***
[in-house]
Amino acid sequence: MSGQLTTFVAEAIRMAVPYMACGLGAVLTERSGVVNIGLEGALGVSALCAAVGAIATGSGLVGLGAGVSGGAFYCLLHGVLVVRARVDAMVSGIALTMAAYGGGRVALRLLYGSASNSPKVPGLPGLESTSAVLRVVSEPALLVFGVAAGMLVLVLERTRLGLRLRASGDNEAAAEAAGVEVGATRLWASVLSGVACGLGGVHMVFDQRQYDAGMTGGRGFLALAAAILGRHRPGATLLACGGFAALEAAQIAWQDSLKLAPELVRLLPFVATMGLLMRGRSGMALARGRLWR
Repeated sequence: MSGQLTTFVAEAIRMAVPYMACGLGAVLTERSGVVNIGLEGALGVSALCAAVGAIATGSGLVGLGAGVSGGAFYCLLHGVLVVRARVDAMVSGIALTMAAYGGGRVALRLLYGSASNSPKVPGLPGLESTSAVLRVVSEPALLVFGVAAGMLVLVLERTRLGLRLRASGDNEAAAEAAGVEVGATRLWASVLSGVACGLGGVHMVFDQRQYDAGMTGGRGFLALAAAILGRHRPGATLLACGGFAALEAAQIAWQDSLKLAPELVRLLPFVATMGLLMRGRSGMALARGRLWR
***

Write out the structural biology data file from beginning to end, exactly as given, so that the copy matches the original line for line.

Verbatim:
[in-house]
Amino acid sequence: MSGQLTTFVAEAIRMAVPYMACGLGAVLTERSGVVNIGLEGALGVSALCAAVGAIATGSGLVGLGAGVSGGAFYCLLHGVLVVRARVDAMVSGIALTMAAYGGGRVALRLLYGSASNSPKVPGLPGLESTSAVLRVVSEPALLVFGVAAGMLVLVLERTRLGLRLRASGDNEAAAEAAGVEVGATRLWASVLSGVACGLGGVHMVFDQRQYDAGMTGGRGFLALAAAILGRHRPGATLLACGGFAALEAAQIAWQDSLKLAPELVRLLPFVATMGLLMRGRSGMALARGRLWR
Repeated sequence: MSGQLTTFVAEAIRMAVPYMACGLGAVLTERSGVVNIGLEGALGVSALCAAVGAIATGSGLVGLGAGVSGGAFYCLLHGVLVVRARVDAMVSGIALTMAAYGGGRVALRLLYGSASNSPKVPGLPGLESTSAVLRVVSEPALLVFGVAAGMLVLVLERTRLGLRLRASGDNEAAAEAAGVEVGATRLWASVLSGVACGLGGVHMVFDQRQYDAGMTGGRGFLALAAAILGRHRPGATLLACGGFAALEAAQIAWQDSLKLAPELVRLLPFVATMGLLMRGRSGMALARGRLWR